In a few short hours another Mardi Gras will come to a close. This season has been a celebration for the record books. For us here in New Orleans this Mardi Gras had more meaning and feeling than those past. But Who Dat or not, the Lenten season is upon us and time for us as Catholics to remember what Jesus sacrificed for our salvation.
Before we left school for our Mardi Gras break, I reminded the students we would be entering our spiritual desert. I could tell by the look on their faces that they thought this was going to be an interesting way to look at the Lenten season. After all Lent reminds us of the forty days and nights Jesus spent in the desert. It was during this time He fasted and prayed, but He also fought the temptations of the Devil. In the next several weeks I will be writing and contemplating on the different aspects of Lent that have significant meaning to us as Catholics. I hope to explore the concept of true fasting and abstinence, the importance of prayer in our lives, and why real sacrifice brings us closer to our goal of being 'Easter people'.
I asked the children to think about their sacrifices, to put it in the context of doing it out of love, but not as a hardship. The idea is to come out of the desert a changed person. A true metanoia, a person better for the love of Christ. Someone said that if our sacrifice is for us, we are sure to fail. But if our sacrifice is for the love of God, then it means so much more for us because we seek the good that God created for us.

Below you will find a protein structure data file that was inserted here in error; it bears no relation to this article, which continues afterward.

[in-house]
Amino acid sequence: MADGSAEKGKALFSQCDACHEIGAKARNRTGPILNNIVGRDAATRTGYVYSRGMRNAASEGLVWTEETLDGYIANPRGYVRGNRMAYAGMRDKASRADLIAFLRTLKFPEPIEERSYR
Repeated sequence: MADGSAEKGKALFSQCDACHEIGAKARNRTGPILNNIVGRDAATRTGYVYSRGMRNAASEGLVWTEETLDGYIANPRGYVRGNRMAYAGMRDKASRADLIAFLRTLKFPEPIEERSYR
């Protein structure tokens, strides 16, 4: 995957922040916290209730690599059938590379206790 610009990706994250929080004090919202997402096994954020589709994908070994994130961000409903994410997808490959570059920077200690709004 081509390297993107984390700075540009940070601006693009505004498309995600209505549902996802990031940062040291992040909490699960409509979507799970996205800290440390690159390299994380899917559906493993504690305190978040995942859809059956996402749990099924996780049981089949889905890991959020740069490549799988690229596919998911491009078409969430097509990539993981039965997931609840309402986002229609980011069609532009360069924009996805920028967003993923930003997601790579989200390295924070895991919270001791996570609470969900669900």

We begin our lenten journey by receiving ashes on our forehead marked in the shape of a cross. The ashes remind us that we are human and will one day die and return to the dust from which we came, as Adam was formed in the image of God from the dust of creation. We are marked much like the mark we receive at Baptism, marked as belonging to God with the oil of Chrism. This mark should remind us we are God's and knowing this arms us for our journey into the lenten desert to fight all the temptations we will be faced with. The visible sign of the ashes points to the invisible reality of what our baptism signifies. We die to self and live in the new life of Christ. What we need to ask ourselves is what is it about us that needs to die, what is it about ourselves that needs to change so we can become what it is God created us to be. For some this is very hard to acknowledge, so in our Lenten journey can we be open to the plan God has in store for us, no matter how much pain there might be in that acknowledgment.
As you embark on your own journey, I will pray for one and all and ask you to pray for me as well. I also encourage you to embrace the darkness of the Lenten season because the Light of Christ is so much brighter and beautiful on Easter morning, but keep in mind the words of Christ to His disciples...Do not be afraid for I am with you always.
As a catechist and DRE I am always answering questions about our faith. I love that people are curious like me and want to learn more about the faith as Catholics, to learn more about God and Jesus. I hope this blog does just that, to help us learn more.